The Interior Department Scrubs Climate Change From Its Strategic Plan

In the next five years, millions of acres of America’s public lands and waters, including some national monuments and relatively pristine coastal regions, could be auctioned off for oil and gas development, with little thought for environmental consequences.

That’s according to a leaked draft, obtained by The Nation, of the Department of the Interior’s strategic vision: It states that the DOI is committed to achieving “American energy dominance” through the exploitation of “vast amounts” of untapped energy reserves on public lands. Alarmingly, the policy blueprint—a 50-page document—does not once mention climate change or climate science.

That’s a clear departure from current policy: The previous plan, covering 2014–18, referred to climate change 46 times and explicitly stated that the department was committed to improving resilience in those communities most directly affected by global warming.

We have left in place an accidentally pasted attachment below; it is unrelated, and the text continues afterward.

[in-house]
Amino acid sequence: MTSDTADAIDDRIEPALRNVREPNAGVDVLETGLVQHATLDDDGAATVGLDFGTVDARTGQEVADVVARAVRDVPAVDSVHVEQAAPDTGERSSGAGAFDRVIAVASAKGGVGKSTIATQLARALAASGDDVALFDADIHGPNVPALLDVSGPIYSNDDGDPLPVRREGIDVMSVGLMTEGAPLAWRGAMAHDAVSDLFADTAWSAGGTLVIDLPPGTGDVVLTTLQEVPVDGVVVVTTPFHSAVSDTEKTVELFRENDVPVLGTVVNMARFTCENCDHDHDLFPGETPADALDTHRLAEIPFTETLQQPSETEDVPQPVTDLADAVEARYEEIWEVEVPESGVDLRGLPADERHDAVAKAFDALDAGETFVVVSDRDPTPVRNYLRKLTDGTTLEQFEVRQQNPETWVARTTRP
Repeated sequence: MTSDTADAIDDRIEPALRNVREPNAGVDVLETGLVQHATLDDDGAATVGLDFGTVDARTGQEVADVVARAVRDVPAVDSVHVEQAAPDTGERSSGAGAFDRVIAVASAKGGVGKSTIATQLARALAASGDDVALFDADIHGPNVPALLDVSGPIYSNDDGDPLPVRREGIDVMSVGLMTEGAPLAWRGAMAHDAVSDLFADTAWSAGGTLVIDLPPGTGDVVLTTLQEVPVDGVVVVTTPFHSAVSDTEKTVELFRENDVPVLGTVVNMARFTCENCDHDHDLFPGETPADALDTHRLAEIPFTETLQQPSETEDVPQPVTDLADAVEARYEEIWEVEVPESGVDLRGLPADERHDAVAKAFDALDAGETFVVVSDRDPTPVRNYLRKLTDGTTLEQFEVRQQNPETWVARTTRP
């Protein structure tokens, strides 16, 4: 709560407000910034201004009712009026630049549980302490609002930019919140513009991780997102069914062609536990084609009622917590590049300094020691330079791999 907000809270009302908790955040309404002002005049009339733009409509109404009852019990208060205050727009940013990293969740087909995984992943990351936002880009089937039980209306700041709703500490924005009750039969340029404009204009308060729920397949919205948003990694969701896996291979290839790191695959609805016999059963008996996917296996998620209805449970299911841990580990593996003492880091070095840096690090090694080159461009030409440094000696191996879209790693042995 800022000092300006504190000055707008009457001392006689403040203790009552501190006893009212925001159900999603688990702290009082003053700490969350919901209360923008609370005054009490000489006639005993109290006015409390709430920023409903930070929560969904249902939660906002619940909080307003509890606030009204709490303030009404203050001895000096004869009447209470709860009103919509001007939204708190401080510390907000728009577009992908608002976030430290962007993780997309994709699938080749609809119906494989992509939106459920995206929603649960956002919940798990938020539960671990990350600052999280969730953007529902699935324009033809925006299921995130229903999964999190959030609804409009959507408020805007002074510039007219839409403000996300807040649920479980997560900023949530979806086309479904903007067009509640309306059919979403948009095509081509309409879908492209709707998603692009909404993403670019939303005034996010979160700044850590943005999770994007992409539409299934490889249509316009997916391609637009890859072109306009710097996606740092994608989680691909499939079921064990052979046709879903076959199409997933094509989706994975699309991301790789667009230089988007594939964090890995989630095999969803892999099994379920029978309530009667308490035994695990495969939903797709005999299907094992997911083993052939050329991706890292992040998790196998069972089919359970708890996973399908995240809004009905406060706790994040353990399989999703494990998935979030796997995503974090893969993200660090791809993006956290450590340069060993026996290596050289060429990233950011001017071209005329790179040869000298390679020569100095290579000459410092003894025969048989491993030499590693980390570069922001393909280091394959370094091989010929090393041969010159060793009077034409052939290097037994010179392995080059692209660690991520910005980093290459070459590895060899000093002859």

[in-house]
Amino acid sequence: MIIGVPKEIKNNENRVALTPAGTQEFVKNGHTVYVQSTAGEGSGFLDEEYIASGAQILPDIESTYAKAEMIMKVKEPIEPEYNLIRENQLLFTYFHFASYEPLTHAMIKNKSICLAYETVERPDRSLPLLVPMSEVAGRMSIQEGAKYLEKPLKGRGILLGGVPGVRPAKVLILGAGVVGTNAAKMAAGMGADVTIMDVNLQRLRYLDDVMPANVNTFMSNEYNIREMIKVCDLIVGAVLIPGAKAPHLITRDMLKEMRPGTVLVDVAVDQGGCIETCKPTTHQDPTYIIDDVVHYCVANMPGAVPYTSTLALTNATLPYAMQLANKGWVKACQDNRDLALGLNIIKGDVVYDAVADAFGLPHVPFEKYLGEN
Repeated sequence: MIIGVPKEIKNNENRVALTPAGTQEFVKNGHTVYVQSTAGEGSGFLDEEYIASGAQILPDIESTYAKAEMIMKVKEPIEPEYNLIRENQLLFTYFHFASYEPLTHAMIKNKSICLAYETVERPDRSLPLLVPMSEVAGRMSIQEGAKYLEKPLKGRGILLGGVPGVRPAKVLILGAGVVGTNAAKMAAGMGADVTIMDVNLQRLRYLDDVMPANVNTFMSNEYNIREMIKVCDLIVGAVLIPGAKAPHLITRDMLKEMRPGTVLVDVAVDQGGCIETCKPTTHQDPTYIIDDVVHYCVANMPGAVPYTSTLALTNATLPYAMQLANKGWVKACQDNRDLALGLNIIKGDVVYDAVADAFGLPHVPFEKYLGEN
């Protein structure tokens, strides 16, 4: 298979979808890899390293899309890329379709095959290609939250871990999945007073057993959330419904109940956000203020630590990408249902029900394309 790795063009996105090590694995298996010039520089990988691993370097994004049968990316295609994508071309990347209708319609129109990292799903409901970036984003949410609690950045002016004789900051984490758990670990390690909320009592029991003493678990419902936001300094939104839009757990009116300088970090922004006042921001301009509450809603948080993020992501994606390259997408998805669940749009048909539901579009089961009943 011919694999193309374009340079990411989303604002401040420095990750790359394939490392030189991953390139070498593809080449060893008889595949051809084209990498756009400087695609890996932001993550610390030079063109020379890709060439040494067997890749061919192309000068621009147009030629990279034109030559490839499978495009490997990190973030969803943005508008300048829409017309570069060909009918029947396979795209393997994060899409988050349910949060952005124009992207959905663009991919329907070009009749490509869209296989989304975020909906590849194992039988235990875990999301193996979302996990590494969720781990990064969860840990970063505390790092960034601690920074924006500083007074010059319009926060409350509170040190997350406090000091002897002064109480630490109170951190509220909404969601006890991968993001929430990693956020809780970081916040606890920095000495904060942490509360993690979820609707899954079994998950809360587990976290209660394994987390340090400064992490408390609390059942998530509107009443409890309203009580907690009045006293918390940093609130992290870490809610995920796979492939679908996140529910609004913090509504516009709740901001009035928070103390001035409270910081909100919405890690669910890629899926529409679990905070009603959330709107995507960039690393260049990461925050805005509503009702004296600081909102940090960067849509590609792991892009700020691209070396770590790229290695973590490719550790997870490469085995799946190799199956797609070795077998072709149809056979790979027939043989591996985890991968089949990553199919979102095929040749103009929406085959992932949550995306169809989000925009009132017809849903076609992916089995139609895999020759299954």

Understanding the threat of climate change had been an integral part of the Interior Department’s mission, said Elizabeth Klein, who served as associate deputy secretary at Interior from 2012 to 2017 and was involved in drafting the earlier strategic plan.

That document sought to address a number of the risks associated with climate change, including drought, sea-level rise, and severe flooding. One section referred specifically to the need for more research on erosion along the Gulf and Atlantic coasts, which are particularly vulnerable to hurricanes.

While disregarding climate change, the 2018–2022 strategic plan places a premium on facilitating oil and gas development. It calls for speeding up the processing of parcels nominated for oil and gas leasing on public lands.

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